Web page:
Gut health and Grains: What's the deal?
There has been a lot of speculation surrounding the bacteria in our gut and how to maintain it healthy or balanced. Gut health is traditionally measured by motility (transit time, stool frequency, stool consistency), histology (structure of cells), permeability of the gut, endoscopy, and other measures of compounds in the stool or tissues. More recently, gut health has also been assessed by the diversity of the bacteria in the gut and what kinds of bacteria can be found.
With that in mind, it is important to point out that the bacteria in our gut depends on the food we eat for energy. Foods high in dietary fiber have a positive effect on the human gut microbiota, or simply any moderated intake of food and drinks with pre and probiotics. Waku for example contains 6 grams of prebiotic fiber, which basically represents 25% of the daily fiber intake we should be consuming.
Consuming grains and wheat, in particular, has been shown to have a positive effect on gut health. Studies using whole grain breakfast cereals show improvements in beneficial gut bacteria, likely due to the fiber content.
Research from eight studies examining the impact of wheat on the gut microbiota showed that increasing wheat fiber over the whole day had positive effects on gut bacteria composition. The opposite was shown to occur with reduced wheat fiber consumption. When subjects of whole grain fiber decreased their intake, it led to significant increases in opportunistic bacteria and reductions in beneficial bacteria.
Grains, especially wheat, contain lectins. These are a type of protein believed to help protect the plant against insect pests. Research has found eating large amounts of lectins may cause inflammation and irritate the gut wall, damaging the intestinal lining. They can also decrease nutrient absorption and may disrupt the balance of the gut bacteria.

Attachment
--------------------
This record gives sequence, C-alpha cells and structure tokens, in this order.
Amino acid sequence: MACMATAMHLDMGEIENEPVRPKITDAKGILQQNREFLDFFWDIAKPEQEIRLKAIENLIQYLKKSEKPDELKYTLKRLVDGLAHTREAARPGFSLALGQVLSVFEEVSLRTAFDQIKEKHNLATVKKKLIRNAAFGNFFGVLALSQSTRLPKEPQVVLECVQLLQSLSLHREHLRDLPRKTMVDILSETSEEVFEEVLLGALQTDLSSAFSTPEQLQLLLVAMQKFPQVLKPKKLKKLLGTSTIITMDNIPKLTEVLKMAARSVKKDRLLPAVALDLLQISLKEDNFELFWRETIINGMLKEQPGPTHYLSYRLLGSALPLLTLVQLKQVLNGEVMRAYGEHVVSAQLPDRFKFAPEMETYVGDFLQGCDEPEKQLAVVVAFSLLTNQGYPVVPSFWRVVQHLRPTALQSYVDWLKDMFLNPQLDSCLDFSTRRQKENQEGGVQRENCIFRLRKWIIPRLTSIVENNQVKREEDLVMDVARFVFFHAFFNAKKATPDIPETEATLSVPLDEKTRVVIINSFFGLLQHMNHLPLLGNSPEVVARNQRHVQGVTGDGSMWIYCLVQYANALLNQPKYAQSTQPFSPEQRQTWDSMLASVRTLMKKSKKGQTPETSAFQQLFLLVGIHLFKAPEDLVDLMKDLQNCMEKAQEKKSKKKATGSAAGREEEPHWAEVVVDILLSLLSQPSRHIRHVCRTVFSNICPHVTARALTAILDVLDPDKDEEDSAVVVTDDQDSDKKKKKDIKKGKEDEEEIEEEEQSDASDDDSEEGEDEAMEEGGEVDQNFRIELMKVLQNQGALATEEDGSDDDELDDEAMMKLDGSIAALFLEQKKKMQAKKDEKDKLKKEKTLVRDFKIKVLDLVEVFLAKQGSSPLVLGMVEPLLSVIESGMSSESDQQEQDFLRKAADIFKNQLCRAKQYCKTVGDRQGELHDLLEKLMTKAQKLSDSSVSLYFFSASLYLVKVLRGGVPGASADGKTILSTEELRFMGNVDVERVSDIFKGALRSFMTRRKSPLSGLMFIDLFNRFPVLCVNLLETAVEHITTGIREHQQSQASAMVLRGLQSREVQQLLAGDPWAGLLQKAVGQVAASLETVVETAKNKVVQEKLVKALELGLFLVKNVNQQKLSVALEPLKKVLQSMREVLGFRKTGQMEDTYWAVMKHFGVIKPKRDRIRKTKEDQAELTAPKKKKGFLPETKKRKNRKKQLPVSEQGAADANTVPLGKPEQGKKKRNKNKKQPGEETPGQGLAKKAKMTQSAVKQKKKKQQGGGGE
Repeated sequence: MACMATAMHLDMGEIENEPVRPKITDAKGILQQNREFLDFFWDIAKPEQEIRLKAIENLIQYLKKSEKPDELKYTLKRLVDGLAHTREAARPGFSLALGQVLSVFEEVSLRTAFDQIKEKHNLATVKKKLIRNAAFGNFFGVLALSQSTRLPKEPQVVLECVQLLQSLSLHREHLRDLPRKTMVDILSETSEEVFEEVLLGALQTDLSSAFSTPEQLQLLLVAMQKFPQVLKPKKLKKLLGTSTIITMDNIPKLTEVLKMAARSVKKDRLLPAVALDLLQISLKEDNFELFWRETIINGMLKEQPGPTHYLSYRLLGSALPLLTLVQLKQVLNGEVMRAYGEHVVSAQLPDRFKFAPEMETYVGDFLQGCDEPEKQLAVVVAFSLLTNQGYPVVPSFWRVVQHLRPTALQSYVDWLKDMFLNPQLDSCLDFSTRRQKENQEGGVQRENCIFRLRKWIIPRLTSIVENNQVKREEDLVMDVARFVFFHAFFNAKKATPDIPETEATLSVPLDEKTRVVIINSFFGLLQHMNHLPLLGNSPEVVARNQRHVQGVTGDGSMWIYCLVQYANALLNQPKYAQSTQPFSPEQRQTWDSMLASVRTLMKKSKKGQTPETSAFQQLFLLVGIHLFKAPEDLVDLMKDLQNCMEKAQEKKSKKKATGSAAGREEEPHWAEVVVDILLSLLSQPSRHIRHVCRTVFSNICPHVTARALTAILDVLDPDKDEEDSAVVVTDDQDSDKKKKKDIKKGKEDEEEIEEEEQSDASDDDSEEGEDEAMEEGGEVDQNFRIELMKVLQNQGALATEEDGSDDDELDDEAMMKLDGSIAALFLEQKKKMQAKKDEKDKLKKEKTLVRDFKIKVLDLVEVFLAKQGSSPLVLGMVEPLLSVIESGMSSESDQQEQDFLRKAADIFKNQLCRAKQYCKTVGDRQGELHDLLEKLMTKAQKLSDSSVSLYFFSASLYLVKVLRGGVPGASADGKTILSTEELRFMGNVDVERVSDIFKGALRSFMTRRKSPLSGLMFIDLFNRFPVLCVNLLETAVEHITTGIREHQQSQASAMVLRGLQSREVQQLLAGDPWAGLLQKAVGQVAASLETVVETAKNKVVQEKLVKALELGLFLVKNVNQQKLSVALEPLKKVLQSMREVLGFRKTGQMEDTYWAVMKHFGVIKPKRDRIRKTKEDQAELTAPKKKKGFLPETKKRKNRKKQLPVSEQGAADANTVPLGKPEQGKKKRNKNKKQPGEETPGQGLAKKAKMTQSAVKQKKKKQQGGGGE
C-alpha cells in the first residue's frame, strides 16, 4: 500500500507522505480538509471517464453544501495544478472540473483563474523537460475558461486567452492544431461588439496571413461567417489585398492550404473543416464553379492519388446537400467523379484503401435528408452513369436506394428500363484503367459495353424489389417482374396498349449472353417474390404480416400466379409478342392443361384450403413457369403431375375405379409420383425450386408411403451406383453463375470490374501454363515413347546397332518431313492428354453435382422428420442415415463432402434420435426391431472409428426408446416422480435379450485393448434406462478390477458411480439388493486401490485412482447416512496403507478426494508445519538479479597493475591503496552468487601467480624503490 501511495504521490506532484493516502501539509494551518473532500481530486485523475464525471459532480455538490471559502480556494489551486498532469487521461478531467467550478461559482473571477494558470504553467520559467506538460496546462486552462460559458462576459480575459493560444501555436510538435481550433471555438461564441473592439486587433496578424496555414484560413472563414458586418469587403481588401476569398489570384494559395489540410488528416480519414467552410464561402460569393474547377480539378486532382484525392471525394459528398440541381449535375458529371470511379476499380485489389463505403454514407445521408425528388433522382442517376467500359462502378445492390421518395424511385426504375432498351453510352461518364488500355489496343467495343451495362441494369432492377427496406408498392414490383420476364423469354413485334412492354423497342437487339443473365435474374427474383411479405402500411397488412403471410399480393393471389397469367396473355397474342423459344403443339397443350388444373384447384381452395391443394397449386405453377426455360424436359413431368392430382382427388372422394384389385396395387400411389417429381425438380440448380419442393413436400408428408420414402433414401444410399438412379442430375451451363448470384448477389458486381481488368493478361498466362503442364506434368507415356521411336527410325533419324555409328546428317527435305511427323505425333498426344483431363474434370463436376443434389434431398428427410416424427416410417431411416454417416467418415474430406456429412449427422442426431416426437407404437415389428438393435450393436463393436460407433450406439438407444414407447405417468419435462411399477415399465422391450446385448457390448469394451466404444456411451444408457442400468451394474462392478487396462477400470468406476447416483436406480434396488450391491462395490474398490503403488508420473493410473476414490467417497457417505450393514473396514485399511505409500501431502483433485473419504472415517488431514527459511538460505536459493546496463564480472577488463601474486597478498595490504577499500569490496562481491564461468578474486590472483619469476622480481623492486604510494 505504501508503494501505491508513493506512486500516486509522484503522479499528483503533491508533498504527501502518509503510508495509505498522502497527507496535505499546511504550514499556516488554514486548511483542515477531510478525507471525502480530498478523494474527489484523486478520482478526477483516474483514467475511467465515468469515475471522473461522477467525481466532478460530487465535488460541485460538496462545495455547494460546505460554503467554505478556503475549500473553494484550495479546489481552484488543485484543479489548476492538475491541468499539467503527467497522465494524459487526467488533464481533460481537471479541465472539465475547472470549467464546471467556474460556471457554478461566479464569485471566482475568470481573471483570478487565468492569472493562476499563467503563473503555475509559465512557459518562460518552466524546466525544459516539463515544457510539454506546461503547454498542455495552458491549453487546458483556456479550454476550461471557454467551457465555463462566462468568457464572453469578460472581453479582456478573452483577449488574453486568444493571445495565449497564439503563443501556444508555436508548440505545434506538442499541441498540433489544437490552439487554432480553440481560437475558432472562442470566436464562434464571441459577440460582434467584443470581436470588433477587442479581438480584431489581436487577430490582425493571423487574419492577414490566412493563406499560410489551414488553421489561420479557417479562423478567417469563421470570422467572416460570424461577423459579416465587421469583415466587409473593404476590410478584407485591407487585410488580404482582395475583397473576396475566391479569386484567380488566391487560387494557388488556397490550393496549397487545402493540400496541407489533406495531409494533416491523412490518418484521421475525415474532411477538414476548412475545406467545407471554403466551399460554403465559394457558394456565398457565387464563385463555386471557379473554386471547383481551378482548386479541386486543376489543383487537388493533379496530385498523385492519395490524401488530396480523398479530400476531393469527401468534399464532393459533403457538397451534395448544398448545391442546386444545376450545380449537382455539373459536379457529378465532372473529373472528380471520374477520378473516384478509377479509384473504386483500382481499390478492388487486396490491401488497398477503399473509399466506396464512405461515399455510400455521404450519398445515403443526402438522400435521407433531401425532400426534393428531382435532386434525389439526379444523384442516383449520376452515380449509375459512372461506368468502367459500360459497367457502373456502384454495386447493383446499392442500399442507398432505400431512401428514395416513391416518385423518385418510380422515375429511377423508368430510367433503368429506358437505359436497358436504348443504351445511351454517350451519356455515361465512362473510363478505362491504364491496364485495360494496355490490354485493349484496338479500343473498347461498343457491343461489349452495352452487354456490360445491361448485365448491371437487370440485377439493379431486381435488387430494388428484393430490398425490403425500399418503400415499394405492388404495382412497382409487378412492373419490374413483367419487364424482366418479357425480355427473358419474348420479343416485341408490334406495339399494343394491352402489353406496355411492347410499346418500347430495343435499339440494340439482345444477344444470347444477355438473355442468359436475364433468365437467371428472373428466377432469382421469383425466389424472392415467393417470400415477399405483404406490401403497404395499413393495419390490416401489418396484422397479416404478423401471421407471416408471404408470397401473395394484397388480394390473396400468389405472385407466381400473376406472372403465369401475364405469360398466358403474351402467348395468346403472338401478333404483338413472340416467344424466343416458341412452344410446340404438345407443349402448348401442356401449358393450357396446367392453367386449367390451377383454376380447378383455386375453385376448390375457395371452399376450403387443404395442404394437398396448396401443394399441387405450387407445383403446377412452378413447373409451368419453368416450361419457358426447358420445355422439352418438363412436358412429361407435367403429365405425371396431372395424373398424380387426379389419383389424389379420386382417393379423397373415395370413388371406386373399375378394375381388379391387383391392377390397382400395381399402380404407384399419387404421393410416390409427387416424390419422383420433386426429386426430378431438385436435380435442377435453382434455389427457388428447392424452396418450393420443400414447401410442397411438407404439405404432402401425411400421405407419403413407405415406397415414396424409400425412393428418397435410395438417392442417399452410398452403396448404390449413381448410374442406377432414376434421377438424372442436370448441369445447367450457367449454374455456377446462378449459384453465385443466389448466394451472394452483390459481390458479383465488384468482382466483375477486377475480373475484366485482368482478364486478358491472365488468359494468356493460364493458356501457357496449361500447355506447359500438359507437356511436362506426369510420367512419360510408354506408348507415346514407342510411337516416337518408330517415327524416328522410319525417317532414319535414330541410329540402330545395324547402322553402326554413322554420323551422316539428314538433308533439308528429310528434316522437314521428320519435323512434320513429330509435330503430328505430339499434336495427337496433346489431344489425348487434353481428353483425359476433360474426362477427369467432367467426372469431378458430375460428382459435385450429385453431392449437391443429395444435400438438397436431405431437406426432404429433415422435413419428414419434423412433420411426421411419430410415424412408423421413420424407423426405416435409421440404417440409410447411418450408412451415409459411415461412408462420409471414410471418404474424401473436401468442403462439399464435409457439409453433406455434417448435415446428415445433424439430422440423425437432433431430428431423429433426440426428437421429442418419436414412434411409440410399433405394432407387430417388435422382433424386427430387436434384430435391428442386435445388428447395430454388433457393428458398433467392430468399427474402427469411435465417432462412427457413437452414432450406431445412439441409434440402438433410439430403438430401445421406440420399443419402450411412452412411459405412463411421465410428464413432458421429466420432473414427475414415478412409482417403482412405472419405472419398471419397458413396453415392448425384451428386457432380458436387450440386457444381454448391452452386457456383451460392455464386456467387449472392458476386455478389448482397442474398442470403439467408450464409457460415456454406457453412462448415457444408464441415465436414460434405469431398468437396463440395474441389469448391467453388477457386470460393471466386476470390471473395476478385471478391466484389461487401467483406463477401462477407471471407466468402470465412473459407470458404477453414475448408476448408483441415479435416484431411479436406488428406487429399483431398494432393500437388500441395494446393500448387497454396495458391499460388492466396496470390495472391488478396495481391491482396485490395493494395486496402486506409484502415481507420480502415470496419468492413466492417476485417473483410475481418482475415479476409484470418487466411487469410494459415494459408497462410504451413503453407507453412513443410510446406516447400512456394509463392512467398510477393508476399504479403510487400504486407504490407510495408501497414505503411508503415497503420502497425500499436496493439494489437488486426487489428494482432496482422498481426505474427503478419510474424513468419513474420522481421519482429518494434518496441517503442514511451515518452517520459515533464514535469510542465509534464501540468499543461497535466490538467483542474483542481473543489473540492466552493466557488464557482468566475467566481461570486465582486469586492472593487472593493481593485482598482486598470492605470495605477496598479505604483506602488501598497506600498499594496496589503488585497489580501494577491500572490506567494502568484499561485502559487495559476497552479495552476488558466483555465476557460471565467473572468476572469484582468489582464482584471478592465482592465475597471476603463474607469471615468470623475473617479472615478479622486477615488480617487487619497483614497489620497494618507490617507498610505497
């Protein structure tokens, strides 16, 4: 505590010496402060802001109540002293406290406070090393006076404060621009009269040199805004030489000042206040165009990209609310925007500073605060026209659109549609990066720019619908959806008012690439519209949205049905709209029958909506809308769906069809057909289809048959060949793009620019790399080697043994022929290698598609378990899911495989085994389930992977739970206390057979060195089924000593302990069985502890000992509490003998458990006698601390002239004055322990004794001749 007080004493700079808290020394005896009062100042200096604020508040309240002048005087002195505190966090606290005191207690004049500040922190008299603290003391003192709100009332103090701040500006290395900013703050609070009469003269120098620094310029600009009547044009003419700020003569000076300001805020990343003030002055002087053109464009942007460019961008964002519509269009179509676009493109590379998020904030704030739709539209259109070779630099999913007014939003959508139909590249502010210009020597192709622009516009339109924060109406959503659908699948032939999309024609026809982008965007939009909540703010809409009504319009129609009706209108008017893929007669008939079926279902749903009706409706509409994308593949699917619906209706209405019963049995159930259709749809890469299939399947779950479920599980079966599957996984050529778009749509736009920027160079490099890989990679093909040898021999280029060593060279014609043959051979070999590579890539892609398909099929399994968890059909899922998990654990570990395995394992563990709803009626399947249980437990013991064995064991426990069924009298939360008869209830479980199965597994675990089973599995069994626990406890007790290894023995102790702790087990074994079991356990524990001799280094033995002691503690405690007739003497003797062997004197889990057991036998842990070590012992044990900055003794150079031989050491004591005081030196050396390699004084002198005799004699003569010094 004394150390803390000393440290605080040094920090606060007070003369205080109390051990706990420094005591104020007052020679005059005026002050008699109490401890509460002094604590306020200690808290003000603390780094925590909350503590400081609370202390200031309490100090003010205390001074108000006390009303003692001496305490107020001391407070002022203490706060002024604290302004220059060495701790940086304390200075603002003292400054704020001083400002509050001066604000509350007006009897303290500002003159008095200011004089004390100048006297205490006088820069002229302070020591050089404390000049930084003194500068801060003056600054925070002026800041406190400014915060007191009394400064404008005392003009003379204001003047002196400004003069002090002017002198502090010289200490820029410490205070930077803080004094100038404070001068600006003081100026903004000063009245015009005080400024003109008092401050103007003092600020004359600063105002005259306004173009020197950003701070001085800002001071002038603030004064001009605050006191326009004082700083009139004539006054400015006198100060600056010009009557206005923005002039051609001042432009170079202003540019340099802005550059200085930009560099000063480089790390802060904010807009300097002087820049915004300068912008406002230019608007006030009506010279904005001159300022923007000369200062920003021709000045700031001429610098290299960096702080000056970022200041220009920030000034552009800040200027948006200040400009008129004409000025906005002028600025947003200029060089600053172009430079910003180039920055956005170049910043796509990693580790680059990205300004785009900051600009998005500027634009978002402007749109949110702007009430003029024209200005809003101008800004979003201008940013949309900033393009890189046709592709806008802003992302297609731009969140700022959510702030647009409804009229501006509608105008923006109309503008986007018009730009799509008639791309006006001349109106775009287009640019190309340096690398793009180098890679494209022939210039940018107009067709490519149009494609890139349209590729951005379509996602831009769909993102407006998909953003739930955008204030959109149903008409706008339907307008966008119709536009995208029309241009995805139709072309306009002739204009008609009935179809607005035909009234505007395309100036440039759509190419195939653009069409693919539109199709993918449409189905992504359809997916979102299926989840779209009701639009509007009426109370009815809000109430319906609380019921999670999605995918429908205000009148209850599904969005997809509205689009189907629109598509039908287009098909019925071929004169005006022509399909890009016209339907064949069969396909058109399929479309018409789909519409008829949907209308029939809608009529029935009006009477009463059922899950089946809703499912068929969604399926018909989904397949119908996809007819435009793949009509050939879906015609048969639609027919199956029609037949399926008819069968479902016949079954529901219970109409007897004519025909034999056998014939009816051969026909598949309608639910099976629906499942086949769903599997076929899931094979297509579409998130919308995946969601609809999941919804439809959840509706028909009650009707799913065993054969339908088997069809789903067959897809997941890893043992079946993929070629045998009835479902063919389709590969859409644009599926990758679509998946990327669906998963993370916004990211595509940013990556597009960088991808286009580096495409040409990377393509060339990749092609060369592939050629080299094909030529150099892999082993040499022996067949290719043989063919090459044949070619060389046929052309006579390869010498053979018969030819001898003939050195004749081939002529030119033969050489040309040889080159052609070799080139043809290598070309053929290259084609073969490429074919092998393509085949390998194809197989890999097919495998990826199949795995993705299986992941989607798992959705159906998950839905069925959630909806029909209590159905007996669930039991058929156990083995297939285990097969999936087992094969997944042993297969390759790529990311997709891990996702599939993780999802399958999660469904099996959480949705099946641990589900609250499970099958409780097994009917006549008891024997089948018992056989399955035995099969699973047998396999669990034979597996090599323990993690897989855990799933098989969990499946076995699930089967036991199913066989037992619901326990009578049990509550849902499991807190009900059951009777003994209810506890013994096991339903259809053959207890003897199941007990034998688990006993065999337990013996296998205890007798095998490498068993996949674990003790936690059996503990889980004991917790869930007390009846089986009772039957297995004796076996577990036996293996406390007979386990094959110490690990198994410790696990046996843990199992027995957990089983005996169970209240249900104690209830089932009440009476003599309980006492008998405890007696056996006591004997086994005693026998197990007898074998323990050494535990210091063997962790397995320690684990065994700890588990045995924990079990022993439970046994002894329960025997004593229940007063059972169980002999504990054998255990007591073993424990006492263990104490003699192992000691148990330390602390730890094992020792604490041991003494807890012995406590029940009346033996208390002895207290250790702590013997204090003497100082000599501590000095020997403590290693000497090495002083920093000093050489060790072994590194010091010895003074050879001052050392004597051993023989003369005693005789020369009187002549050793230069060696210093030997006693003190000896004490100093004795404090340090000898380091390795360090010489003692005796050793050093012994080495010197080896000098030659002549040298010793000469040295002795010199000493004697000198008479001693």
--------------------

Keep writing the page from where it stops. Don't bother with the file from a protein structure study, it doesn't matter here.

Gluten forms a sticky mass when mixed with water, which is why it’s ideal for bread making. Because gluten is a large and complex molecule, this may mean it’s not fully broken down if our digestive enzymes or stomach acid aren’t doing their job effectively enough.
If gluten is absorbed into the blood before it is completely digested, the immune system may mistake it for an invader, leading to gluten intolerance.
Grains can be a part of healthy food choices as long as they’re not allowed to dominate the diet. Variety is the key. But remember we are all different and some people will be able to tolerate grains better than others.
It’s sensible to stick to unrefined grains, choose ancient wheat grains when you can, which naturally contain less gluten, and eat organic, as most grains are routinely treated with fertilizers and insecticides. Sprouting, soaking and fermenting grains can reduce some of their anti-nutrients. Be wary of pre-packaged gluten-free products which are high in sugar and salt to increase their palatability.
It’s clear that we have a lot more work to do to understand how our gut microbiomes respond to what we eat and how this impacts our overall health. However, study after study shows that if our gut microbes aren’t happy, usually we aren’t either. All that is left for us to do is attempt to keep the peace by maintaining a healthy diet.